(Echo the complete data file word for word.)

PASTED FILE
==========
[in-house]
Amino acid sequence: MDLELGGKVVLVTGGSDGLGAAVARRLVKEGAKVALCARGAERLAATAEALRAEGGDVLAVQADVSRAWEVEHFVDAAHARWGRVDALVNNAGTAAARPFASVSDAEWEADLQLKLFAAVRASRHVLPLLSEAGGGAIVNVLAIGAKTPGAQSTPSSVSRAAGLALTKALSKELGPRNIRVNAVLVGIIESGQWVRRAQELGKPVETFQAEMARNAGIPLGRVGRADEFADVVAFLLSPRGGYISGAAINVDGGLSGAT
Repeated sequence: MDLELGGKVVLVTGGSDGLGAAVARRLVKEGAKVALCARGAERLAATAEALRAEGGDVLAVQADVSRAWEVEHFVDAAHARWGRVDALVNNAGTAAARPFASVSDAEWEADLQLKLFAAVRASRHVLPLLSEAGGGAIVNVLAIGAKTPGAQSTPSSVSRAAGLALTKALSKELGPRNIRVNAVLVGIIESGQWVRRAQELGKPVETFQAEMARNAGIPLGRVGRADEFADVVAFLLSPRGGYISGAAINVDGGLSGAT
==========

[in-house]
Amino acid sequence: MDLELGGKVVLVTGGSDGLGAAVARRLVKEGAKVALCARGAERLAATAEALRAEGGDVLAVQADVSRAWEVEHFVDAAHARWGRVDALVNNAGTAAARPFASVSDAEWEADLQLKLFAAVRASRHVLPLLSEAGGGAIVNVLAIGAKTPGAQSTPSSVSRAAGLALTKALSKELGPRNIRVNAVLVGIIESGQWVRRAQELGKPVETFQAEMARNAGIPLGRVGRADEFADVVAFLLSPRGGYISGAAINVDGGLSGAT
Repeated sequence: MDLELGGKVVLVTGGSDGLGAAVARRLVKEGAKVALCARGAERLAATAEALRAEGGDVLAVQADVSRAWEVEHFVDAAHARWGRVDALVNNAGTAAARPFASVSDAEWEADLQLKLFAAVRASRHVLPLLSEAGGGAIVNVLAIGAKTPGAQSTPSSVSRAAGLALTKALSKELGPRNIRVNAVLVGIIESGQWVRRAQELGKPVETFQAEMARNAGIPLGRVGRADEFADVVAFLLSPRGGYISGAAINVDGGLSGAT